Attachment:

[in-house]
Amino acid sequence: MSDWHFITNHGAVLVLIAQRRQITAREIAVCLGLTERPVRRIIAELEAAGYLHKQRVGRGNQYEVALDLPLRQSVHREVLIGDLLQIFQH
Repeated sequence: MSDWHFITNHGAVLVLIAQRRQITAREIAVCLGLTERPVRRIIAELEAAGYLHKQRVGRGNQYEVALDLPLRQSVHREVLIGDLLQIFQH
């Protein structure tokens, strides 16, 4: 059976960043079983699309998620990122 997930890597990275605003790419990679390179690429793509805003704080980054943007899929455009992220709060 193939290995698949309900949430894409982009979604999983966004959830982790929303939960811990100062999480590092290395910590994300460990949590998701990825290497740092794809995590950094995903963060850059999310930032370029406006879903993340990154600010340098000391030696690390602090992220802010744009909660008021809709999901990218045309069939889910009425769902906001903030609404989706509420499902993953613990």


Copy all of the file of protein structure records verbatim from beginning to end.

[in-house]
Amino acid sequence: MSDWHFITNHGAVLVLIAQRRQITAREIAVCLGLTERPVRRIIAELEAAGYLHKQRVGRGNQYEVALDLPLRQSVHREVLIGDLLQIFQH
Repeated sequence: MSDWHFITNHGAVLVLIAQRRQITAREIAVCLGLTERPVRRIIAELEAAGYLHKQRVGRGNQYEVALDLPLRQSVHREVLIGDLLQIFQH
């Protein structure tokens, strides 16, 4: 059976960043079983699309998620990122 997930890597990275605003790419990679390179690429793509805003704080980054943007899929455009992220709060 193939290995698949309900949430894409982009979604999983966004959830982790929303939960811990100062999480590092290395910590994300460990949590998701990825290497740092794809995590950094995903963060850059999310930032370029406006879903993340990154600010340098000391030696690390602090992220802010744009909660008021809709999901990218045309069939889910009425769902906001903030609404989706509420499902993953613990």